The Indian economy loses Rs 1.17 lakh crore due to smuggling & counterfeiting in five prominent sectors including Capital Goods (Machinery and Parts) and Consumer (Electronics) Durables, according to a FICCI Cascade report.
The goods sales from counterfeiting is expected to double globally to Rs 119.7 lakh crore by 2022. India has been no exception to the menace.
Key to curb this menace is to educate the customer and spread awareness in the market about easy identification of genuine products based on product attributes and provide easy access to brand's authorized sales & service channel.
Among others, Honda India Power Products (HIPP) is leading the fight against this menace. HIPP has launched its "Know your Honda" campaign to educate its valued customers and through its IP Cell is also actively monitoring online and offline sales platforms to flag any unscrupulous activity enabling it to take stringent action against law breakers.
Commenting on the menace around counterfeiting, Bejon Kumar Misra, renowned consumer activist said, "Counterfeiting is a global problem of enormous scale, impacting virtually every industry sector around the world including India. Such malpractices directly impact health, economy, education and society. India is suffering significant economic, health and safety consequences as a result of these widespread malicious practices."
"Businesses of all scale and sizes are observing widespread proliferation of counterfeit technology or equipment, and suffer unanticipated costs in breakage, business downtime, and unenforceable warranties. We are working alongside government to create awareness among consumers and strengthen measures to empower consumers to make informed choice that will keep such peddlers at bay and help curb this problem," he added.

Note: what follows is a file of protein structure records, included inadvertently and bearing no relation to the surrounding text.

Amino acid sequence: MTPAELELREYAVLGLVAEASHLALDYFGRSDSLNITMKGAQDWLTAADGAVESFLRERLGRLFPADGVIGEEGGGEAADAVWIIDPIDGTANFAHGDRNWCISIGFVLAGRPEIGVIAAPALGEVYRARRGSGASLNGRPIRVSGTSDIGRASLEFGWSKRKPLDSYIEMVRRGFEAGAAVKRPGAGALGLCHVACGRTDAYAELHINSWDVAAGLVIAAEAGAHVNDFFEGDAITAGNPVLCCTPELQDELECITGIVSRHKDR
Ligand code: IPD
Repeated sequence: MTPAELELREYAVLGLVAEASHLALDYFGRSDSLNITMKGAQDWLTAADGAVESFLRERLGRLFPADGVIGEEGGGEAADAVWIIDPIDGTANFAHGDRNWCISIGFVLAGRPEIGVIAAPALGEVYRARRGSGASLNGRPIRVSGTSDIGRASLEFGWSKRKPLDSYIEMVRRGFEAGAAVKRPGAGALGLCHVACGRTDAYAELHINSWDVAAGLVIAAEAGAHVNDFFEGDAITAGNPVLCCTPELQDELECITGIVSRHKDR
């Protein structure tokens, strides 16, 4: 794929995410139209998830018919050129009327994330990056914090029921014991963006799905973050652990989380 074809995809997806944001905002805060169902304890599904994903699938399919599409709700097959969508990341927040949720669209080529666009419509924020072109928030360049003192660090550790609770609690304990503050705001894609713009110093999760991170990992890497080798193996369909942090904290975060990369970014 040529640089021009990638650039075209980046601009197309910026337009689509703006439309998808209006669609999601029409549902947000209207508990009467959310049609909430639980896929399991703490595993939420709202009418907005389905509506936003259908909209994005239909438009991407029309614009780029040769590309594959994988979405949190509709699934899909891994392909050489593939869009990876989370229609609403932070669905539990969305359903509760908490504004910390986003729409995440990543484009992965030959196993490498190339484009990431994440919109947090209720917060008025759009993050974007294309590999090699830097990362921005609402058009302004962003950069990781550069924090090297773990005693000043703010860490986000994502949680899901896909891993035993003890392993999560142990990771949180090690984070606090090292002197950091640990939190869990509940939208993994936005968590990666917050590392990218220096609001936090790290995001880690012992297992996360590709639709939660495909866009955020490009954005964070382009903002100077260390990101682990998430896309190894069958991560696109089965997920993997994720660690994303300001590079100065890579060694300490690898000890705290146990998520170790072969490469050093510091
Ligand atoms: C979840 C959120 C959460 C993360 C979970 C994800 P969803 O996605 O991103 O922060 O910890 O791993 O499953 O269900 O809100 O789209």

As per the FICCI Cascade Report, trade in smuggling, contraband, counterfeit and pirated goods has risen steadily in the last few years and now stands at 3.3 per cent of global trade. A spiralling trend of spurious products has been a cause of concern for various consumer activists and law enforcers too.
The problem has become especially acute in the past few years with uncertified players from neighbouring developing countries trying to set up base here locally. In India, prominent ports like Kolkata, Chennai, Mumbai and Delhi that act like a feeder market have become a hub for unscrupulous peddlers to crack bulk deals for supplying fake goods and cheap imitation of genuine products.
The Government of India has initiated various steps to address counterfeiting by improving its IP legal framework and enforcement system and by modernizing its IP administration. Some major achievements include an increase in the level of computerization, providing Internet connectivity among the various offices, creating an online facility for filing and processing patent and trademark applications, and computerizing intellectual property records to create databases.
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